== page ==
Is it Time to Fight the Fed?

Jul 1, 2021

Vijay Bhambwani, Editor, Fast Profits Daily

There's an old saying on Wall Street: Don't fight the Fed.

It means don't go against big brother. It the government/ central bank wants the market to move in a certain direction, it's unwise to bet against it.

This has certainly been true so far in this bull market.

But are we coming to an end of the easy money policies that made this bull market possible in the first place?

In other words, is it time to start thinking about fighting the Fed?

Find out in the video...

Hello, friends. This is Vijay Bhambwani and I hope you're able to navigate through the traffic of the market a whole lot better when you were before watching my videos and I am able to help you to understand the markets better.

This video is for the serious minded investor and trader. Those who have been participating in the markets for a while, will instantly associate themselves or identify themselves with what I'm saying. Those who have just started out their journey in the financial markets will find it are very interesting learning process.

Now there are some age old cliches or sayings in financial markets and Wall Street, if you may call it that. Now old wisdom on Wall Street says, do not fight the Fed.

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What it very simply means that don't fight the government treasury. Now Fed just happens to be the US government's Federal Reserve, the treasurer of the government.

But in India, you can call it the Reserve Bank of India, which is the banker to the government. In UK, it is the Bank of England. In the European Union, it is the European Central Bank, the ECB.

So the age old saying is, don't fight the Fed, which means don't fight the government treasury for the simple reason that they can print currency, which is called fiat currency printing. They print unbacked currency and flood it in the market and thereby create a flow of liquidity in the market, which pushes the markets higher.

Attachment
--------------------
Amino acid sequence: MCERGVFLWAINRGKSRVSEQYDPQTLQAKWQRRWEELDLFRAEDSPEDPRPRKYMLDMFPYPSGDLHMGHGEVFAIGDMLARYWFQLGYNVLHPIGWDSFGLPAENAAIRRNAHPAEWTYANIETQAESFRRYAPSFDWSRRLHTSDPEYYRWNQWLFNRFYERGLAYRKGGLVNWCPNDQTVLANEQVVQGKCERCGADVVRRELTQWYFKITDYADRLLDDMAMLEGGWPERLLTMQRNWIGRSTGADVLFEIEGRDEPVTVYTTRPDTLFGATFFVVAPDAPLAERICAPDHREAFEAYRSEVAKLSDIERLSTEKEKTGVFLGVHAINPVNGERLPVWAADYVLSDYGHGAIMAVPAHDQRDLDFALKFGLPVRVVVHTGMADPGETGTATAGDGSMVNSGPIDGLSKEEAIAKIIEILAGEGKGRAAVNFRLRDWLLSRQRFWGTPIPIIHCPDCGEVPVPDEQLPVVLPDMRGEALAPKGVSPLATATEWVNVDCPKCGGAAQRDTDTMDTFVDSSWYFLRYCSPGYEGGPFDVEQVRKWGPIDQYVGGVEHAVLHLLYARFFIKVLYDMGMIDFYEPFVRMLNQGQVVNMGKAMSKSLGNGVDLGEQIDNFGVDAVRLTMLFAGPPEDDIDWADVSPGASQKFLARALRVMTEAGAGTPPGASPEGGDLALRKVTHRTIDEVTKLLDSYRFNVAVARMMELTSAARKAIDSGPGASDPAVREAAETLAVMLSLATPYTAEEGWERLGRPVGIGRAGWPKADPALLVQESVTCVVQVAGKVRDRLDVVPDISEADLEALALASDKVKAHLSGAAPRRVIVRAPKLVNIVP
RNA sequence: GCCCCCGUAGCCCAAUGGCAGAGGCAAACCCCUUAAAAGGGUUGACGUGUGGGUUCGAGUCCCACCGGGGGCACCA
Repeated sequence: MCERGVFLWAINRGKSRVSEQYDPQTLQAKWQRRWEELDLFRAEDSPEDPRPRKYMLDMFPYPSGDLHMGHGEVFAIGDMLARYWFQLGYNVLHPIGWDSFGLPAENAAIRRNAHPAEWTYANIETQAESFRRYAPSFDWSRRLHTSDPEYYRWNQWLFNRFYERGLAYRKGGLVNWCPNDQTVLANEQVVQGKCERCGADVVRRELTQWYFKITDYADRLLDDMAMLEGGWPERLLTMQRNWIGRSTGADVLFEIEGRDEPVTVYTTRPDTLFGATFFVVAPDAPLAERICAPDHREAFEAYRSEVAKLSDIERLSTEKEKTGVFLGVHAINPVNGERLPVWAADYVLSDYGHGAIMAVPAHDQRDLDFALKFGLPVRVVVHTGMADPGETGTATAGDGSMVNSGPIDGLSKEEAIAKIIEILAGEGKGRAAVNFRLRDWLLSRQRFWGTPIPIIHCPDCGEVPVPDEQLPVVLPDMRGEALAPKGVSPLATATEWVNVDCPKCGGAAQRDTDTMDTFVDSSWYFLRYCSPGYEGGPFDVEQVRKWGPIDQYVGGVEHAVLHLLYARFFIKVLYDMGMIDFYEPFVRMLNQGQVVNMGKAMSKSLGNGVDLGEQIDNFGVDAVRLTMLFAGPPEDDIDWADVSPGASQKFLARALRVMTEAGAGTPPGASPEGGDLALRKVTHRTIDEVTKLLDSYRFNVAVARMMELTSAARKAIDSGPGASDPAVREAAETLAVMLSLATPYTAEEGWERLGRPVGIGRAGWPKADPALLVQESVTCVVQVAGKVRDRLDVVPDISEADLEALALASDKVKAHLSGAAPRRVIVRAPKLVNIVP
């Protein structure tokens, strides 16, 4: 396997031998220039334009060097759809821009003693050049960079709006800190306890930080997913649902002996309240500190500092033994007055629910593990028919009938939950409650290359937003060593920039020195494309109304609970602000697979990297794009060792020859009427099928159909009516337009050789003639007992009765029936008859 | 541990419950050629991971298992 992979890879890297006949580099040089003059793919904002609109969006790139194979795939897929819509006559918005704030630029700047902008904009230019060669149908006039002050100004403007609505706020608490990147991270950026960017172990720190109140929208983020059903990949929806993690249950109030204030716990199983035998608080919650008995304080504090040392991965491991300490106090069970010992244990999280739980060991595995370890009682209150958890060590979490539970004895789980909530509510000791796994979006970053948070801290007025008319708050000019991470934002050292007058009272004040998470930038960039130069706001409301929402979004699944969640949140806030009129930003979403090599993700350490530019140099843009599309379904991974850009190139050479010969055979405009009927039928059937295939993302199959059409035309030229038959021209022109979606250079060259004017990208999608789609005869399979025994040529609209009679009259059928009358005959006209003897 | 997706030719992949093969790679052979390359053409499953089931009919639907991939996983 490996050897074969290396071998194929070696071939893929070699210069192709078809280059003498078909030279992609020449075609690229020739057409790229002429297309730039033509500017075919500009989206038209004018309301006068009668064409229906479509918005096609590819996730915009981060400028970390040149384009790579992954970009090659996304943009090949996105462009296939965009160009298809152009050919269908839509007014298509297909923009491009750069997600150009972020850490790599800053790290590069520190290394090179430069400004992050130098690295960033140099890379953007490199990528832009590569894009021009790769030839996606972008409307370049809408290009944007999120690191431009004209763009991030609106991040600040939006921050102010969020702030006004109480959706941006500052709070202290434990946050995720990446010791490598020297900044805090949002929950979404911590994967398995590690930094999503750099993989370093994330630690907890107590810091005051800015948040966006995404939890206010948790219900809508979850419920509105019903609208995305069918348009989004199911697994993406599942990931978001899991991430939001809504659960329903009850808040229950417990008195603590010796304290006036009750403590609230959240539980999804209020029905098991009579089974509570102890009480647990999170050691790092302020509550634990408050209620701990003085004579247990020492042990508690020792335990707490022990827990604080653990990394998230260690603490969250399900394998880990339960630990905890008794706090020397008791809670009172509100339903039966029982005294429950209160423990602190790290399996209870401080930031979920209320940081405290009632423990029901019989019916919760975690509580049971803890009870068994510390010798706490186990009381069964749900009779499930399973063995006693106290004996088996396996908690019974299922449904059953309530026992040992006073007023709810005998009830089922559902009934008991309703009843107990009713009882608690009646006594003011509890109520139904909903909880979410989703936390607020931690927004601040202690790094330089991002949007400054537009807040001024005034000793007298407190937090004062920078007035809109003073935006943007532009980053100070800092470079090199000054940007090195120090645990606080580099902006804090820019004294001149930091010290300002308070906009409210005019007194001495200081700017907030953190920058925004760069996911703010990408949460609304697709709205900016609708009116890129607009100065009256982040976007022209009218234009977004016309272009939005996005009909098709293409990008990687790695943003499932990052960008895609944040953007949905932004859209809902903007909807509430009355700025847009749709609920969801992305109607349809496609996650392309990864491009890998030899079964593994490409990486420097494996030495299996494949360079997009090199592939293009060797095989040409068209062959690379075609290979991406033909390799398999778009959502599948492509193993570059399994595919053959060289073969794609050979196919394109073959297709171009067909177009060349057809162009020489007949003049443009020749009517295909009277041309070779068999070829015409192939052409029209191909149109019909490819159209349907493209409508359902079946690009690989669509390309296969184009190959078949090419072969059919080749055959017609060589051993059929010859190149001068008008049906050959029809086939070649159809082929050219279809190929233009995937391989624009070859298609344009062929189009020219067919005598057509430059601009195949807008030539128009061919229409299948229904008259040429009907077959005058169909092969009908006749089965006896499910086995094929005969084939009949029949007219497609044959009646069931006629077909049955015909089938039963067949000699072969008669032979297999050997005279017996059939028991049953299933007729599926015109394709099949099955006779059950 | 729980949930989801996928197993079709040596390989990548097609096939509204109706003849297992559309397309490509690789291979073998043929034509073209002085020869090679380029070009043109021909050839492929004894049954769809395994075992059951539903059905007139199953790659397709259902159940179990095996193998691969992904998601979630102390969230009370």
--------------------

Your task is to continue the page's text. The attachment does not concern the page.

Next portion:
Now this is something that the governments realised and effectively used it to excellent use, especially after 9/11 when those two airliners crashed into the World Trade Centre towers in America in 2001.

The US Federal Reserve went into a state of overdrive, printed a lot of currency, cut interest rates and stimulated the economy.

Of course, there will be course corrections because this is like inflating balloon with air. You can make it bigger, but you always run the risk of overfilling the balloon with air, and therefore it is bound to deflate or even explored sometimes.

That happened in 2008 in what we now call the global financial crisis. The Fed again went into overdrive, printed a lot of currency, and it inflated another a market rally.

Then came the covid pandemic and the steep decline in March 2020, something that a lot of my viewers will be aware about.

Now you can instantly relate to the March 2020 decline because chances are you probably were there, and the rally that ensued thereafter is something that you would have probably participated in.

Now old timers, veteran traders, often debate among themselves when they've seen these cycles in the past, as to whether it is time to fight the Fed or basically go against the direction of the US Federal Reserve.